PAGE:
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The Statesman

The Student News Site of Stony Brook University

The Statesman

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    Baby Blues

    Baby Mama: Tina Fey, Amy Poehler, Steve Martin, Sigourney Weaver and Greg Kinnear. 99 min.

    As funny as it is problematic, “Baby Mama” knows that it is one in a line of recent films and TV shows that have addressed pregnancy.

    In contrast to”Knocked Up” or “Juno,” however, “Baby Mama” addresses the obverse issue of the unexpected pregnancy — the pregnancy that refuses to happen.

    Tina Fey (“Saturday Night Live,” “Mean Girls”) plays a 37-year-old corporate type who has sacrificed family for career until her biological clock suddenly goes off, and she begins to see babies everywhere.

    As is typical in these scenarios, Fey’s character Kate finds out that she is practically infertile and her chances of conceiving a child naturally are slim. As a single woman, an adoption process would take forever, so Kate opts to go the surrogacy path.

    In an at-once hilarious and painfully embarrassing cameo, Sigourney Weaver plays Chaffee Bicknell, the pompous head of a surrogacy agency that extorts money from child-hungry infertile or gay couples, but who herself is able to have children “the normal way,” thus birthing an inordinate amount of ageist jokes in the film.

    The surrogate mother Kate finally ends up with is Angie (Poehler), a white-trash caricature with a “common law” husband from Dreery (get the pun?), a suburb of Philadelphia, where the film is set.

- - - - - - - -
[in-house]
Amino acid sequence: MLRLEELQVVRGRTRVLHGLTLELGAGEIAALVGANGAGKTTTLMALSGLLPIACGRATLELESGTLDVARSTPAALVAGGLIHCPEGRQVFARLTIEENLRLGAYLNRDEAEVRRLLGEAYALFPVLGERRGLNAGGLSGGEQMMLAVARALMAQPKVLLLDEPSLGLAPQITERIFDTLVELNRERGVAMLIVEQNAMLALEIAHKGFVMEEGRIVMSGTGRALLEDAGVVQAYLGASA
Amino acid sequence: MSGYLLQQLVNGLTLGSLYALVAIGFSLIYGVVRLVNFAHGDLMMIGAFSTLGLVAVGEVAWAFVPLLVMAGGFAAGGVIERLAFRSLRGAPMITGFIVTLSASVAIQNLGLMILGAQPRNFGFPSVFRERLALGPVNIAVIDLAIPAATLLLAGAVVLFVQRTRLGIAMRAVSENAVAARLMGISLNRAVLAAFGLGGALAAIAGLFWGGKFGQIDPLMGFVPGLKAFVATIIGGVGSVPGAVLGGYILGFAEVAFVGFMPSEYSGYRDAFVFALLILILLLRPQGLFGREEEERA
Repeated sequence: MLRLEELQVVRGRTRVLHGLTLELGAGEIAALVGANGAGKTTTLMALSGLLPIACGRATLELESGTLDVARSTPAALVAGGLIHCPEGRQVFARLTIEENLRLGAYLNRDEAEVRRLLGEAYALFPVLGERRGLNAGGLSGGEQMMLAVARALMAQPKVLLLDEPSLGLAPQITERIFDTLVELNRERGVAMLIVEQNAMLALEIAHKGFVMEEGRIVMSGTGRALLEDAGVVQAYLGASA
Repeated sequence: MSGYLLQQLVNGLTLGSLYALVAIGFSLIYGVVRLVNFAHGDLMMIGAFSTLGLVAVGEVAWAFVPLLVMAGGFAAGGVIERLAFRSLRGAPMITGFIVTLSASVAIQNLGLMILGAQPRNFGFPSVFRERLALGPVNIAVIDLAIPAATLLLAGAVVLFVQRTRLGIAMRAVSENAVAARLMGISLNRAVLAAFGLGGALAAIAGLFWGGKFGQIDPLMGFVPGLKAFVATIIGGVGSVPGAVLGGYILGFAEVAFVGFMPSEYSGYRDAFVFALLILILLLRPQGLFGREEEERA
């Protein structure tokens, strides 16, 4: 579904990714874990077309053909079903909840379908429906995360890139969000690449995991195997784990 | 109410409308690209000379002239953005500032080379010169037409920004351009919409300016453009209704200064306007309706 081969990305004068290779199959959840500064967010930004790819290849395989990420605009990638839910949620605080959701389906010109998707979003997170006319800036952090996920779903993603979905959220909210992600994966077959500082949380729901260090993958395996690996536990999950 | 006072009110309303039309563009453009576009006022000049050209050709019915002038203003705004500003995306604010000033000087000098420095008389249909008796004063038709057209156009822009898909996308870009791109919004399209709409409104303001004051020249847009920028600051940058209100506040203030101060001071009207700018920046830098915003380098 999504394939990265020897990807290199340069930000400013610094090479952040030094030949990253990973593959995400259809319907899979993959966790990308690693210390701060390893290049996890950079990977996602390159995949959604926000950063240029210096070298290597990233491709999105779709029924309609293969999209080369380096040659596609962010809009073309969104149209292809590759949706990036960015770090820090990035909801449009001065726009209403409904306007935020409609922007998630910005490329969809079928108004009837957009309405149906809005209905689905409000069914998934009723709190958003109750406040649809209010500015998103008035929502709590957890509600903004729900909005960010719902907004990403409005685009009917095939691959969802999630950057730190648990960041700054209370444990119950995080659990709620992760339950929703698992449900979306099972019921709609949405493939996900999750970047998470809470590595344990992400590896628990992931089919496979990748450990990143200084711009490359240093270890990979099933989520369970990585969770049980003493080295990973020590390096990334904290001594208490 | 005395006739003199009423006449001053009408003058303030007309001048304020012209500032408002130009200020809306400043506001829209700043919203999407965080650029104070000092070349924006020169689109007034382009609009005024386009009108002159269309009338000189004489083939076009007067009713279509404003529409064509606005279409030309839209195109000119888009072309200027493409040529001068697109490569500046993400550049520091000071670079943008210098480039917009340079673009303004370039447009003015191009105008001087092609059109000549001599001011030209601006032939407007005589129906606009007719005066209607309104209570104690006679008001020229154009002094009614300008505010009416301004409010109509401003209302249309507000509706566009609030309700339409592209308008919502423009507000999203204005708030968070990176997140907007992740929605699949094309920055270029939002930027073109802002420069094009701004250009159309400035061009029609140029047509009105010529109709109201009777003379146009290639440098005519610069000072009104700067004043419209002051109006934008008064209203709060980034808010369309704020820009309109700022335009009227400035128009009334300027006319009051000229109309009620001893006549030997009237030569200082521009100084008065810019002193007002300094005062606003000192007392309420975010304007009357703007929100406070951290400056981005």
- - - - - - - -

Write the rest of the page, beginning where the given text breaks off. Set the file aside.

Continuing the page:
Naturally, Kate and Angie have wildly different ideas on how a mother-to-be should take care of her body, and hilarity ensues when, for example, Kate gives Angie some water to drink and Angie spits it out, telling Kate “it tastes like sh-t!”

    Luckily, both Fey and Poehler are smart ladies and rarely allow their clich’eacute;d roles to feel like clich’eacute;s. They both give funny, energetic performances and their one-liners are impeccably timed.

    Steve Martin, as the head of the natural foods store chain that Kate works for, is delightfully funny as he embodies the “zen” way of life in a corporate setting, and Greg Kinnear provides a love interest for the lonely Kate.

    The love story line is undoubtedly the most clich’eacute; and seems out of place in the film, despite Kinnear’s solid performance. Ultimately his role is to make the corporate Kate somehow more likeable and to keep to Hollywood’s generic standards that demand a comedy end in a marriage — or at least a relationship.

    However, given the fact that it appears increasingly impossible for Hollywood to make a credible and empowering film about pregnancy or infertility, “Baby Mama” manages to be both funny and light-hearted enough to be worth watching, skirting the bigger issues and instead focusing on the laughs, of which there are plenty.

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